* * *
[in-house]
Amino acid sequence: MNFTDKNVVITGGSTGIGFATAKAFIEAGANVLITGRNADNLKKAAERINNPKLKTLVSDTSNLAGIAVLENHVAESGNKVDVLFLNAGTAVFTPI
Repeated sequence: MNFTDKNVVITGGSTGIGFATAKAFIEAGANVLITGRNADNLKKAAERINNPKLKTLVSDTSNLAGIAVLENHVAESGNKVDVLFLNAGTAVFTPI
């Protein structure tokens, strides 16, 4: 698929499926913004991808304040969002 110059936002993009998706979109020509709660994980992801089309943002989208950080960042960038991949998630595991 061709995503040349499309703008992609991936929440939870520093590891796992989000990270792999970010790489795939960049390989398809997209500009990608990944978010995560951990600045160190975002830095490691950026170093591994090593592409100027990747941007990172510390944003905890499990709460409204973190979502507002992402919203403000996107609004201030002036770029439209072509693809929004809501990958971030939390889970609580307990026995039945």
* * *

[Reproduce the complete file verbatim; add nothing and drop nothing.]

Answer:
[in-house]
Amino acid sequence: MNFTDKNVVITGGSTGIGFATAKAFIEAGANVLITGRNADNLKKAAERINNPKLKTLVSDTSNLAGIAVLENHVAESGNKVDVLFLNAGTAVFTPI
Repeated sequence: MNFTDKNVVITGGSTGIGFATAKAFIEAGANVLITGRNADNLKKAAERINNPKLKTLVSDTSNLAGIAVLENHVAESGNKVDVLFLNAGTAVFTPI
């Protein structure tokens, strides 16, 4: 698929499926913004991808304040969002 110059936002993009998706979109020509709660994980992801089309943002989208950080960042960038991949998630595991 061709995503040349499309703008992609991936929440939870520093590891796992989000990270792999970010790489795939960049390989398809997209500009990608990944978010995560951990600045160190975002830095490691950026170093591994090593592409100027990747941007990172510390944003905890499990709460409204973190979502507002992402919203403000996107609004201030002036770029439209072509693809929004809501990958971030939390889970609580307990026995039945």